Democracy's Not For Sissies

One of my all-time favorite books is “Miracle At Philadelphia,” Catherine Drinker Bowen’s excellent recounting of the September, 1787 convention that produced our American constitution.

Just what kind of government the framers would come up with was very much in question.  When the debates – often acrimonious – were finished, when the final document was done and signed, Benjamin Franklin emerged.  A man in the crowd outside Independence Hall asked him, “What have you given us?”

Franklin replied, “A republic, if you can keep it.”

I always think of that around the Fourth of July, the most widely-celebrated observance of our nationhood.  We wave flags, set off fireworks, play patriotic music, eat barbecue, visit with friends and family.  But do we take a moment to remember Ben Franklin’s sobering words?  A republic, if you can keep it.  They echo through America’s history, reminding us that the hard-gotten price of keeping our republic is a daily, ongoing thing.  A republic works, only if we participate – learn, think, debate, vote.

Sometimes, I wonder.  When the barbecue and fireworks are done, we too often go blithely on our way, forgetting that the business of governing ourselves is unceasing.  The best example: the woefully-small voter turnouts on our election days.  I’m too busy; my one little vote doesn’t matter; they’re all rascals, so why bother?  But the real work is in getting ready to vote.  Too often, we fail to be informed about the issues and people in our civic lives and engage in lively discourse and debate.  Our opinions should be well-reasoned, and they do count – but only if we voice them and act on them.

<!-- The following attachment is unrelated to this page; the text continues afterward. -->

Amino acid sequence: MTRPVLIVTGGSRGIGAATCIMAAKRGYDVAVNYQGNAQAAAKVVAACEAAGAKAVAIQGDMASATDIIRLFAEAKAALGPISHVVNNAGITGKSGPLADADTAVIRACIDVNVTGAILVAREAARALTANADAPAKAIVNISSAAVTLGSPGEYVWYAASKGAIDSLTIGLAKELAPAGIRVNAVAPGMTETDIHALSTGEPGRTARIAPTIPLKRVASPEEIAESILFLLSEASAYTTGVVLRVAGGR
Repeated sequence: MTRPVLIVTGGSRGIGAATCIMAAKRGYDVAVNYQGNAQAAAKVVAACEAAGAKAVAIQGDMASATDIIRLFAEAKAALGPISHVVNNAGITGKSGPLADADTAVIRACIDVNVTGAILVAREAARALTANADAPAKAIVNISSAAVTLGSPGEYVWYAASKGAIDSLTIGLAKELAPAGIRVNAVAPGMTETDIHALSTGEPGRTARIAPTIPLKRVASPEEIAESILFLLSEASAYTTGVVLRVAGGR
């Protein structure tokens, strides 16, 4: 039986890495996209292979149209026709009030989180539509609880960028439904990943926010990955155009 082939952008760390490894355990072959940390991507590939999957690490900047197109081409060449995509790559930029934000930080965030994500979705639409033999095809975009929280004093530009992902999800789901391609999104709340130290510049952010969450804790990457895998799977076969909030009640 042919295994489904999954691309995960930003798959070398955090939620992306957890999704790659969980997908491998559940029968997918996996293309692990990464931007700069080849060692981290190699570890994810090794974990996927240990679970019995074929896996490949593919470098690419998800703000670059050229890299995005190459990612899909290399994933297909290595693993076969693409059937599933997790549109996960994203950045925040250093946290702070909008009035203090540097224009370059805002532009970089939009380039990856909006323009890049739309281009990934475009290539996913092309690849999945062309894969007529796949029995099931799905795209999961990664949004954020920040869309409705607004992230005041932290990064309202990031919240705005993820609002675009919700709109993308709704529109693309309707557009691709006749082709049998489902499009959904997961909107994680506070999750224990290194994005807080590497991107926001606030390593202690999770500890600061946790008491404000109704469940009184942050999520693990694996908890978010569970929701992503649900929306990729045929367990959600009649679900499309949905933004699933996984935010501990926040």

I’ve thought a lot about this as I’ve worked on my new novel, The Governor’s Lady, due in September.  It’s a story about relationships – mother and daughter, husband and wife – set against a backdrop of politics.  It’s about how people seek to govern, how they relate to the governed, how politics brings out the best and worst in people.

When politicians become isolated, when they start to think they’re bulletproof, that’s when the worst comes out.   We bring out the best in our elected officials when we pay attention and insist they do their best. 


That document the folks in Philadelphia gave us 226 years ago is an ingenious blueprint for a democratic republic.  When the system works, it’s the best and most-envied form of government on earth, a system that helps give us life, liberty, and the pursuit of happiness.  But we have to make it work – with our involvement, our participation, and sometimes our blood, sweat and tears -- if we want to keep it vigorous and fresh.  If we want to govern ourselves.

Ben Franklin had it right.

Robert Inman’s novels are available on Amazon Kindle, Barnes & Noble Nook, and Kobo e-readers.